AC: The ques­tion then is what is hold­ing back ex­ports? PR:

What’s hold­ing back growth and ex­pan­sion to­day is the sen­ti­ment. Glob­ally, the mar­kets have been down. How­ever, if you see the fu­ture busi­ness out­look, I think sev­eral com­pa­nies are look­ing at the same pos­i­tive man­ner as re­gards In­dia.

AC: Where do you find the most pain? PR:

We are not see­ing any perceptible change, in re­gard to im­prove­ment in liq­uid­ity by way of pump­ing in re­funds into the com­pa­nies, so it may take some more time. Frankly, up­load­ing the in­voices etc. I believe it is quite a chal­lenge for a SME or MSME’S. How­ever, GST is great for a com­pany like ours. It brings in a lot of trans­parency across the in­dus­try and ben­e­fits from in­put tax credit. So, it is great and only teething trou­ble for maybe a quar­ter. We are all go­ing through that. I hope by De­cem­ber we should be through the pain part and if some more eas­ing of reg­u­la­tions and eas­ing of up­load­ing data, etc. hap­pens, it will be help­ful.

AC: Where do you con­tinue to see the pain and what is it that you would like changed?

PR: GST be­ing a trans­for­ma­tional re­form, there will be a lot of pain when you go into the new sys­tem. By the time our cus­tomers, sup­pli­ers and our stake­hold­ers un­der­stand this it will take some time. Pro­ce­du­rally there are lots of is­sues, which are get­ting grad­u­ally re­solved. Busi­ness has not stopped on ac­count of GST; there was some slow­down, which is grad­u­ally com­ing back now.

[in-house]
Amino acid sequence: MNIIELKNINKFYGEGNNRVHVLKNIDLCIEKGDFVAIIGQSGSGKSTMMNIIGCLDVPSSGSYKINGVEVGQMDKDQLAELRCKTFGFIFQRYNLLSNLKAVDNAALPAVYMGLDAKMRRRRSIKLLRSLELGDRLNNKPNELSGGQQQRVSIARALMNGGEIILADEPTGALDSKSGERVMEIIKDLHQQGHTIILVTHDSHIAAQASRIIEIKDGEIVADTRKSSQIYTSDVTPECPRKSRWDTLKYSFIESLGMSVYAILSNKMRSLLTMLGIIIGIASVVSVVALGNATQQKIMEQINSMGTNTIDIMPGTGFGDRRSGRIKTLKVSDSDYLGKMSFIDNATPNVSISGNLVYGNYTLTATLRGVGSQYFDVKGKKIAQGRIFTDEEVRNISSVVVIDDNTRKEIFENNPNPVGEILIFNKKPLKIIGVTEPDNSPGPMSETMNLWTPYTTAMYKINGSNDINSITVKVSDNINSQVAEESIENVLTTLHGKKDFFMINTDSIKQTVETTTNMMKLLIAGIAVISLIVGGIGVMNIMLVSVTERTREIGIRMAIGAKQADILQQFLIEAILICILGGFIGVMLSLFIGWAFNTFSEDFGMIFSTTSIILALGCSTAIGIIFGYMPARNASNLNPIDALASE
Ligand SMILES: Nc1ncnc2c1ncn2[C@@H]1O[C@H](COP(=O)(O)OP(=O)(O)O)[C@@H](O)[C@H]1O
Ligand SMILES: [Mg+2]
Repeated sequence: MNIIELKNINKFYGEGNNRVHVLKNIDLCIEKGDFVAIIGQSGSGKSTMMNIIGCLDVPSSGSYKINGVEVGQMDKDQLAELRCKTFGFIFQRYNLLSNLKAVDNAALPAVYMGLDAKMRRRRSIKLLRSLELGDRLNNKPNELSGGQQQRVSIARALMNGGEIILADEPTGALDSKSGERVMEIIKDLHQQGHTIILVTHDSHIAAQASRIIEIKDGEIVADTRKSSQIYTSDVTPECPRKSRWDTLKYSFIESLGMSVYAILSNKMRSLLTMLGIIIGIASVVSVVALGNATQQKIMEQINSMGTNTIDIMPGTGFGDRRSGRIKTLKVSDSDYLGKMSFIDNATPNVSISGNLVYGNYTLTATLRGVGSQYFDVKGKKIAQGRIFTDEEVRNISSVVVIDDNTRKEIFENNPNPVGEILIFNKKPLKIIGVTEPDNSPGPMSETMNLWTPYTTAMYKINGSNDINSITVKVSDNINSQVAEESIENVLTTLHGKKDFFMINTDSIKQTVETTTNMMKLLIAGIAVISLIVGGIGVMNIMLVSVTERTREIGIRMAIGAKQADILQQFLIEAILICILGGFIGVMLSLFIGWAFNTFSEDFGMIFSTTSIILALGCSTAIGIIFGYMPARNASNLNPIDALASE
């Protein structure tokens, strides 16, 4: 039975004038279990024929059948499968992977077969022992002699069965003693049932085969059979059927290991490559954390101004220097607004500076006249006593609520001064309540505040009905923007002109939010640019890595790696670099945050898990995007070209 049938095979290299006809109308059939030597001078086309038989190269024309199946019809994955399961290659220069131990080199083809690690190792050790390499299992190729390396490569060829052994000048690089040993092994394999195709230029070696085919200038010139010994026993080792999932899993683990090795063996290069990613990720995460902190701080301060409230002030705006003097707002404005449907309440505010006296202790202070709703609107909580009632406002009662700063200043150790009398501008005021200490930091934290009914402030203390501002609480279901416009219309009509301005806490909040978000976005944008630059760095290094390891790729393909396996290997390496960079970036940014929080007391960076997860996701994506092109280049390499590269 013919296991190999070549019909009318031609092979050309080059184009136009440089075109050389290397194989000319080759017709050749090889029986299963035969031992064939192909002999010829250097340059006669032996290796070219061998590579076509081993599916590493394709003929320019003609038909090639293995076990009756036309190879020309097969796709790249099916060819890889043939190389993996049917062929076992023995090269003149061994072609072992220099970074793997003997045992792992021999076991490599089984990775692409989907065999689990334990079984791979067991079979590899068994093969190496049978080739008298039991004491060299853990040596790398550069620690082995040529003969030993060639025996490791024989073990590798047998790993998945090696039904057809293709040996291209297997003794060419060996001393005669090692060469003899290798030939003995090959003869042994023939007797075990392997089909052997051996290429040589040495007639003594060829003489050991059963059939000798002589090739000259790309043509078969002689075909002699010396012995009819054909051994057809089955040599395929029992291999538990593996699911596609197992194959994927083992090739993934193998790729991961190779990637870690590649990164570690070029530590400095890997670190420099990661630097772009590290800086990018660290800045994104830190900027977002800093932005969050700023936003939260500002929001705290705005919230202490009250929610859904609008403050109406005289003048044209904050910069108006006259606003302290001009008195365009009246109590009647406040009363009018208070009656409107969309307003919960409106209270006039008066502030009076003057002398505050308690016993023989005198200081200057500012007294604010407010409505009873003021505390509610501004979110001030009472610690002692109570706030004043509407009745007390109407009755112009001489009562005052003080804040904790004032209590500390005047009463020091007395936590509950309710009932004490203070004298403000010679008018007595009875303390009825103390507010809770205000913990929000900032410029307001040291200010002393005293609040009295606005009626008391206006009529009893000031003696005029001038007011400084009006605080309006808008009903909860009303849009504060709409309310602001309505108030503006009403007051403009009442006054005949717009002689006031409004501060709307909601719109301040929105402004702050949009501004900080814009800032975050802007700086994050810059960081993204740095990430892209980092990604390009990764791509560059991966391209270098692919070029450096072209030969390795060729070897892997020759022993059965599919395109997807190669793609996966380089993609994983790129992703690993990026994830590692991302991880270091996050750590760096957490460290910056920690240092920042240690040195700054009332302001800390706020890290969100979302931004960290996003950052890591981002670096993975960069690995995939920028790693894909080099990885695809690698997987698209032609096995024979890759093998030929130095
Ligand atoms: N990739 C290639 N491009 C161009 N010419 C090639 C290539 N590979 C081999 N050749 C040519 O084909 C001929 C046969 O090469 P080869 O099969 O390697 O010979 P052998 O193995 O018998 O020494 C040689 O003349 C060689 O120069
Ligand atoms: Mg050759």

AC: What do you think needs to be done to re­lieve the pain? PR:

For com­pa­nies like ours, there is no is­sue at all in im­ple­ment­ing GST. But for many ex­port firms there were is­sues be­cause in­put tax cred­its are get­ting de­layed af­fected their work­ing cap­i­tal re­quire­ments and many of them came for more credit be­cause they fell short of money. I think this re­cent an­nounce­ment by the gov­ern­ment that you can file it once in three months and for the whole chain to do it once in three months that has given a lot of re­lief to the sys­tem. Also, sound bites from gov­ern­ment of show­ing sen­si­tiv­ity to the is­sue are a pos­i­tive thing.

“The coun­cil had asked for cut in GST rates on leather gar­ments and gloves from 28 per cent to 12 per cent, so as to at­tract for­eign in­vest­ments in this sec­tor.”